WARNING- if you use these Petzl lights, be aware that they are NOT fully charged when all the lights are on- you should either use Petzl OS to check or leave them on charge for a while AFTER it looks like they are full……

 

During the day I will carry 2 tiny ‘Keyring Mini Hand Torch‘, these are on the website for $7.98 each- ouch in 2014 they are now $19.98, but Kathmandu is always on special anyway…..
2015 update– those Kathmandu torches take a bunch of LR4 batteries which I haven’t been able to buy in bulk so I will probably use a couple of torches from a $2 shop as my mandatory carry items during the day. Weight is not significant for these.

*I have spoken to the Race Director about whether a hand held torch is ok rather than a headlamp, and he agreed it was ok. He couldn’t see why you would want to use a hand held torch if a headlamp as available (me too) however it will pass. Weight: 10g  (light until CP3).
Weight: 187g (Petzl Nao with battery)

1 x small backup light in case of headlamp failure but still bright enough for you to walk by and see course markings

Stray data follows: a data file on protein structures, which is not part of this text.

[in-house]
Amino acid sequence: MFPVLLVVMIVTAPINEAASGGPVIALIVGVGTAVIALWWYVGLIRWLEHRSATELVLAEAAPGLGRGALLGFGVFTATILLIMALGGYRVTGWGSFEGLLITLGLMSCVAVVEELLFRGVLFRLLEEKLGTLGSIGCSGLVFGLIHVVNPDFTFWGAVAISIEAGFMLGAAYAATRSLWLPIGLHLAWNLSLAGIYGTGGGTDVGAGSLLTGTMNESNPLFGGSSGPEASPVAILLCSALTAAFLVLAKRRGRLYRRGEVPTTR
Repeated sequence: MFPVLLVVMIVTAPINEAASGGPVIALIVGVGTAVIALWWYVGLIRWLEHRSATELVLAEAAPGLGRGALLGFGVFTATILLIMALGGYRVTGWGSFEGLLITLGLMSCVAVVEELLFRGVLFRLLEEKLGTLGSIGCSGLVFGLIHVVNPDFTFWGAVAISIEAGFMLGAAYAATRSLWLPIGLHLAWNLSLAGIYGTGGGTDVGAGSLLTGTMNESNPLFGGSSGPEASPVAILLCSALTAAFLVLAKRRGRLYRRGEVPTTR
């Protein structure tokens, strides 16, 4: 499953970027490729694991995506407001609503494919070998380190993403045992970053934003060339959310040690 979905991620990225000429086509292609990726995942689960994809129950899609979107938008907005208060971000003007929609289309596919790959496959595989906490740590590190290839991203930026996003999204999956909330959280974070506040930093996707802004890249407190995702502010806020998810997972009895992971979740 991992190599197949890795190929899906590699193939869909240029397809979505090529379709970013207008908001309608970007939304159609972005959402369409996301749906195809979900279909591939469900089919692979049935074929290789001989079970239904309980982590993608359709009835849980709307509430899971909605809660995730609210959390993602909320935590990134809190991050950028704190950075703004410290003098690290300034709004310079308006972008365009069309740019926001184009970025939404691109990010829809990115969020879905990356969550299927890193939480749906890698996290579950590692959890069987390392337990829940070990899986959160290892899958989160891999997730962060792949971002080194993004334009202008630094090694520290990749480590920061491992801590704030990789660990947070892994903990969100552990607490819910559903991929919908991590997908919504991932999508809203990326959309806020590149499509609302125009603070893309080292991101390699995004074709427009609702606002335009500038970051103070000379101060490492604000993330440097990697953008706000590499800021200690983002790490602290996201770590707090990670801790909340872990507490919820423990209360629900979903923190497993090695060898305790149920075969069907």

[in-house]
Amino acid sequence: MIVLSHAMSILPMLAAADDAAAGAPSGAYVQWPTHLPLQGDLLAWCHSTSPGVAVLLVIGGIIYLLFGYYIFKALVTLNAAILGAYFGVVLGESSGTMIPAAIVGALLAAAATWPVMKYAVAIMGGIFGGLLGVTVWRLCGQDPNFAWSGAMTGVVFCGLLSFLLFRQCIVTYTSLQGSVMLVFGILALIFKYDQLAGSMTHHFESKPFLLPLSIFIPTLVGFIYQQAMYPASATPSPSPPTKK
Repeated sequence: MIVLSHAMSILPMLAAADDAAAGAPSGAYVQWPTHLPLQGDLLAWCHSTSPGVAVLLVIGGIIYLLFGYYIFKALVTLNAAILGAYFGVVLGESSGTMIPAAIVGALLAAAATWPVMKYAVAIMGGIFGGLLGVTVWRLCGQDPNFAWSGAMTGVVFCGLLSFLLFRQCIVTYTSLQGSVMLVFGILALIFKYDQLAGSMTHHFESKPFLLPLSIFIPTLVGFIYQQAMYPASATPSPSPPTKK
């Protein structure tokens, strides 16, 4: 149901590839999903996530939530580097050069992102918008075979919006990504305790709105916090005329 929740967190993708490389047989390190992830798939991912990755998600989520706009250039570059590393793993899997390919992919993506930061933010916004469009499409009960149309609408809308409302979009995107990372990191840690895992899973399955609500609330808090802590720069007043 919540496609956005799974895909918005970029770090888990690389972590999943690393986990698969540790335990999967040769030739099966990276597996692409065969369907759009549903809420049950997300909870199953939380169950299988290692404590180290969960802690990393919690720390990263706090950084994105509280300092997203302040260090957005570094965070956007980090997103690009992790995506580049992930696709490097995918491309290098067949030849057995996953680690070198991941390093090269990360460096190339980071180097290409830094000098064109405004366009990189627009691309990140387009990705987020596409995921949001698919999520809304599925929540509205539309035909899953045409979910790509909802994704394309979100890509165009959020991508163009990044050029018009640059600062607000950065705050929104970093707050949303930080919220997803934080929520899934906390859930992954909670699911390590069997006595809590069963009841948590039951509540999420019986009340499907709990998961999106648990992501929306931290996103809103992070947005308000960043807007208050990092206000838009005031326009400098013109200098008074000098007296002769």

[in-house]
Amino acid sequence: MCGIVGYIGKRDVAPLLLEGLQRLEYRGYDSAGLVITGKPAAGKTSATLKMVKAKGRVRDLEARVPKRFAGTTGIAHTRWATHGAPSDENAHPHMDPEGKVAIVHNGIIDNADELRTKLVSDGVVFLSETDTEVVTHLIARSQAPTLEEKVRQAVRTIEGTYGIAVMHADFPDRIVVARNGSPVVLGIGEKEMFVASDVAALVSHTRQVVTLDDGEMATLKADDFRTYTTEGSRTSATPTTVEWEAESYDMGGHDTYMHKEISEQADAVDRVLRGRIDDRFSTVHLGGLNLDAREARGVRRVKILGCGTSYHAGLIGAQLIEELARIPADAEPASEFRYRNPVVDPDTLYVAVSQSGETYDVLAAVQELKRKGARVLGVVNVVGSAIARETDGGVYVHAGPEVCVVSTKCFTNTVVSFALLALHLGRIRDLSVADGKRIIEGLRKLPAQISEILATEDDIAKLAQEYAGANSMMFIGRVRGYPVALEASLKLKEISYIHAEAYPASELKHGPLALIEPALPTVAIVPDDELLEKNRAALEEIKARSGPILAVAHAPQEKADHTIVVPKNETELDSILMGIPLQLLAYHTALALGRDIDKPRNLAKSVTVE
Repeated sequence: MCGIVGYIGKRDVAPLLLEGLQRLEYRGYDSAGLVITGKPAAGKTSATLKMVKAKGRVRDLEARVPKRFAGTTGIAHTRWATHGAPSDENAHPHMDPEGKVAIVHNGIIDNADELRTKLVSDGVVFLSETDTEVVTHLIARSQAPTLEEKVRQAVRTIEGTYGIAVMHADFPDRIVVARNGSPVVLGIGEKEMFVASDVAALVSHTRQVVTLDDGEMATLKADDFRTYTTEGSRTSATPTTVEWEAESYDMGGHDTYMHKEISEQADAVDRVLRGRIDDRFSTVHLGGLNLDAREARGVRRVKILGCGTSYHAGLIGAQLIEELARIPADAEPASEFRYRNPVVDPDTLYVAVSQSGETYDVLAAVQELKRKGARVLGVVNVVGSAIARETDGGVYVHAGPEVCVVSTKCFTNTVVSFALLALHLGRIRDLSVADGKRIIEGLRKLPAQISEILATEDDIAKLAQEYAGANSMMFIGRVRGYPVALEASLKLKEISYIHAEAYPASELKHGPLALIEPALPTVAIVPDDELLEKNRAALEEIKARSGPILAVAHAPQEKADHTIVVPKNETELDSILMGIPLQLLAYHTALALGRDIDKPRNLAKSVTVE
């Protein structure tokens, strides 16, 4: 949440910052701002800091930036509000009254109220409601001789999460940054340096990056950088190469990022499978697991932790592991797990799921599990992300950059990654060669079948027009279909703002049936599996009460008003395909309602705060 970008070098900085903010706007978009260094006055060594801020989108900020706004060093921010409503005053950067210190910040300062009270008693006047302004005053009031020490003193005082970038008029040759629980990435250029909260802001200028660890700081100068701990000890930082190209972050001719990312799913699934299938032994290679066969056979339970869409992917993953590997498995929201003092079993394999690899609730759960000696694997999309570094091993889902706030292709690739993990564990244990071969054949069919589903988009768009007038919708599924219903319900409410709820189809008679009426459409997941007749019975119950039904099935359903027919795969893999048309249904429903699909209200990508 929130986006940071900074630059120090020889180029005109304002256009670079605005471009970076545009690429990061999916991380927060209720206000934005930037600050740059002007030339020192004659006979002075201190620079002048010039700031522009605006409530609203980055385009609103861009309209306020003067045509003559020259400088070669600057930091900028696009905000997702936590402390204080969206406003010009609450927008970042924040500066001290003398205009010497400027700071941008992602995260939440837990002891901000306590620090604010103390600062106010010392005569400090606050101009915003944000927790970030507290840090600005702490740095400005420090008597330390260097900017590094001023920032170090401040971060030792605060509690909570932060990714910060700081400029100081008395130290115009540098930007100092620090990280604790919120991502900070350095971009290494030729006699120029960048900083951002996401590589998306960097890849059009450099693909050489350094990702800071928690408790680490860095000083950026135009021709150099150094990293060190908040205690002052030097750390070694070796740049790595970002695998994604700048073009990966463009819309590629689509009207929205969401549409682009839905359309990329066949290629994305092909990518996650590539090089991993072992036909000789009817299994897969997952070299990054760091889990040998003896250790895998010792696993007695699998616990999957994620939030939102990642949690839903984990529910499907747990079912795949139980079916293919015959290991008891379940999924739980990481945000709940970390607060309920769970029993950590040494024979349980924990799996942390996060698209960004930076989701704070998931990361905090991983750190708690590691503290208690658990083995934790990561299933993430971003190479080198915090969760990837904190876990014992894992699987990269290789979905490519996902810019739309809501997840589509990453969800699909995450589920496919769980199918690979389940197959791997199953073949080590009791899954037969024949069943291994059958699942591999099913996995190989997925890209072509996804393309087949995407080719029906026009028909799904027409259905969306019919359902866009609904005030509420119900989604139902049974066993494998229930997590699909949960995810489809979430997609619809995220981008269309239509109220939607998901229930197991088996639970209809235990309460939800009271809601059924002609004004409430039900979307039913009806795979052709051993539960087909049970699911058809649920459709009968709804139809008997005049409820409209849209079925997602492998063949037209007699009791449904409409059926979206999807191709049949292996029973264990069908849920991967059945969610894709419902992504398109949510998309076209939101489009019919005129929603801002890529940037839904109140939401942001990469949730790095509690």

* I will use a Petzl Tikka XP2 for my backup light. it is perfectly ok for an event like the North Face 100 as your main light, but I’m lucky that my wife works for the local distributor so these things breed like rabbits in our house. Weight: 10g (light until CP3).
Weight: 88g (Petzl Tikka XP2 including batteries)

1 x mobile phone (Telstra Next G is strongly recommended as coverage on the course is far better than any other network)

*Yes Telstra aren’t my favourite people either, but my phone is with them and the network is pretty good. Ouch- upgrading my phone means I am carrying an extra 100g of gear. Oh well, at least the battery should last until I finish! I will be carrying an iPhone 6 Plus including Gecko waterproof case
Weight: 278g

1 x compass for navigation in the very unlikely event that you get lost. While we recommend a good quality compass such as the Silva Field 7, you can bring any compass as long as the magnetic needle will settle quickly and will point to magnetic North. A waterproof watch compass is allowed as long as you can calibrate it and use it correctly. An iPhone compass is not acceptable as it is not waterproof and the batteries may be needed for making emergency calls.